Six years ago, when I was starting my first year in the classroom, I called my dad crying. “None of the kids grew on the test,” I sobbed. “I’m terrible at my job.” Almost all my fourth graders’ reading scores had stayed the same or declined after taking their first monthly assessment. “I’m sure it’s not that bad, Mad,” my dad answered, trying to comfort me.
During that first year, my mentor teacher was my teammate, and although she helped me through that pivotal time, she was not given the tools or resources to be a true mentor. She was a sounding board for my ideas, an empathetic ear, and showed me how to do things like book field trips or request a guest teacher. However, because she was never trained to be a mentor and taught different subjects than I did, we didn’t have routine meetings to focus on my professional goals. The leadership team at my school observed me twice and only gave feedback on my instruction once. It was not enough for me to grow authentically as a teacher.
As a result, I felt like a failure every time I had to ask for help during my first year. For a while, I kept up the charade of being OK. I stayed up late each night planning, I mimicked what other teachers did when discussing their student data, and I continued to use Google as my curriculum enrichment companion.
It was only after that first reading assessment that I started actively seeking help. My mentor gave me ideas for classroom management strategies. I went and observed seasoned teachers during my lunch hour. I asked my students for honest feedback. I also read various books like “The Morning Meeting Book” by Roxann Kriete and Carol Davis in an attempt to establish effective rituals and routines.
My experience highlights that new teachers need strong mentors — especially now, given the chronic uncertainty COVID has unleashed. Yet, teacher mentorship in Colorado varies drastically depending on the preparation program, residency program, school district, and school. Such inconsistency will no longer cut it.
In 2019, Colorado passed the “Growing Great Teachers Act,” which awarded grants to establish training for mentor teachers. The teachers selected for such programs should have adequate experience, positive references, and an incentive to enter the world of mentoring. This effort was stunted in 2020 when experienced and new educators alike were thrust into remote and hybrid learning models with little or no training.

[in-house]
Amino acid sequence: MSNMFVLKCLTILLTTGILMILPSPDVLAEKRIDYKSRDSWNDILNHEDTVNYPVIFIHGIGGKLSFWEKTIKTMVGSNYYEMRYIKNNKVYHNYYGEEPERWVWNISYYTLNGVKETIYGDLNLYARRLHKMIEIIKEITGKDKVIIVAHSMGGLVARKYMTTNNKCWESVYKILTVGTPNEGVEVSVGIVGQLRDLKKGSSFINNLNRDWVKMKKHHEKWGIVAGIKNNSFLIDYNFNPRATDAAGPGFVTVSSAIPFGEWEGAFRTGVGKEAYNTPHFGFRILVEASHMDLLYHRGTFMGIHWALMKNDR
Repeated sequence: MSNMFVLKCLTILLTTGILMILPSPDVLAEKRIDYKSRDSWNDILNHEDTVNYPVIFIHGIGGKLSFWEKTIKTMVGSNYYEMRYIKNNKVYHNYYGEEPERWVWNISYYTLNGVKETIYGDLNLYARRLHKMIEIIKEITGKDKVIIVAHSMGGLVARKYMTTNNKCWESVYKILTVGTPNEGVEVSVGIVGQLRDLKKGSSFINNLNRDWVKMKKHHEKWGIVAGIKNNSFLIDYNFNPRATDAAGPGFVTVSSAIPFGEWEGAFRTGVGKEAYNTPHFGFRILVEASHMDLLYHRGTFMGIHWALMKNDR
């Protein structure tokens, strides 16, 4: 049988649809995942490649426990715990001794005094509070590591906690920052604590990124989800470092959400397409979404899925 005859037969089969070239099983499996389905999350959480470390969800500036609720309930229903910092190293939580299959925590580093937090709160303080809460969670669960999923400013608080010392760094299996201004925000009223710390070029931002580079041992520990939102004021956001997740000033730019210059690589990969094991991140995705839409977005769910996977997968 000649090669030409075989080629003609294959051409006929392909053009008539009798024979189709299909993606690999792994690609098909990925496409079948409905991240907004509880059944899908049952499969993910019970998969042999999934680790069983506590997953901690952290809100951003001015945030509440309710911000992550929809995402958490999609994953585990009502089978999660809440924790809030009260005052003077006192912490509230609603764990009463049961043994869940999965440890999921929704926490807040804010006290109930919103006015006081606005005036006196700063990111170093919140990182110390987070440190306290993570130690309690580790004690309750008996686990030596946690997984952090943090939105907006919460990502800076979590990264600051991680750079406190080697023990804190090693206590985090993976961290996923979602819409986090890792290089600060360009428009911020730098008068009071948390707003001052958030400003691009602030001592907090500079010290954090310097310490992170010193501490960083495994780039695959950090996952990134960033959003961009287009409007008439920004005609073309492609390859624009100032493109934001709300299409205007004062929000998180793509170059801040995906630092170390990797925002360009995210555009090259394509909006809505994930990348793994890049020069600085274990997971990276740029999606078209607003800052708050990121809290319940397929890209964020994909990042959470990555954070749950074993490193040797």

As we find our equilibrium once again, these teacher mentoring efforts must resume without delay. They must begin by identifying and recruiting experienced, empathetic mentors and making sure they have the necessary training and time to be successful. That’s because simply having a mentor does not guarantee new teachers the feedback they need.
One way to recruit high-quality mentor teachers is to establish prestigious programs for which school leaders recommend their strongest candidates. Louisiana’s IGNITE Jefferson Teacher Leader Program, for instance, is a competitive teacher fellowship offering an array of leadership roles, including those of mentor and master teachers. Accepted educators receive training in evaluation and leadership, are paid for additional days outside of their regular work hours, and are given ample opportunities to invest in their own development as instructional leaders.
Mentors are meant to support, connect, and nurture the potential of new educators, especially in times of unrest. This cannot happen in the absence of time and expertise.
Giving mentor teachers an additional stipend to provide guidance to mentees is a great start. It does not, however, resolve the struggle of time scarcity in an already demanding profession. A 2010 survey of new teachers in three states found that only half of the teachers who reported having a mentor had at least three conversations with them, and just 41% had a mentor who observed their teaching at least once. Carving out common, consistent collaboration time (outside of lunch breaks and prep periods) is key to establishing trust and effective feedback routines.
We cannot forget that mentors, too, need opportunities to collaborate. If teachers are consistently cultivating a growth mindset in their students — expressing the idea that ‘there’s always more to learn or you haven’t mastered that yet’ — then districts must create a network of master teachers who can learn together. The Colorado Department of Education could also provide opportunities for cross-district collaboration to identify best practices for preparing new teachers and maintain a database of effective teacher mentoring programs.
As I’ve matured in my career and learned from other educators, I’ve understood that “getting it right” with my students is so much more important than “being right.” As a new teacher, I was terrified of not being the right type of teacher, not teaching the curriculum right, and not pushing myself in the right ways. If my school had had an effective mentorship program, I could have opened myself up to someone trained in bolstering first-year teachers. I could have asked for strategies to push me towards “getting it right.” I could have flourished sooner with the help of a trusted partner who had the tools to help me succeed.
This article was originally posted on New teachers need experienced mentors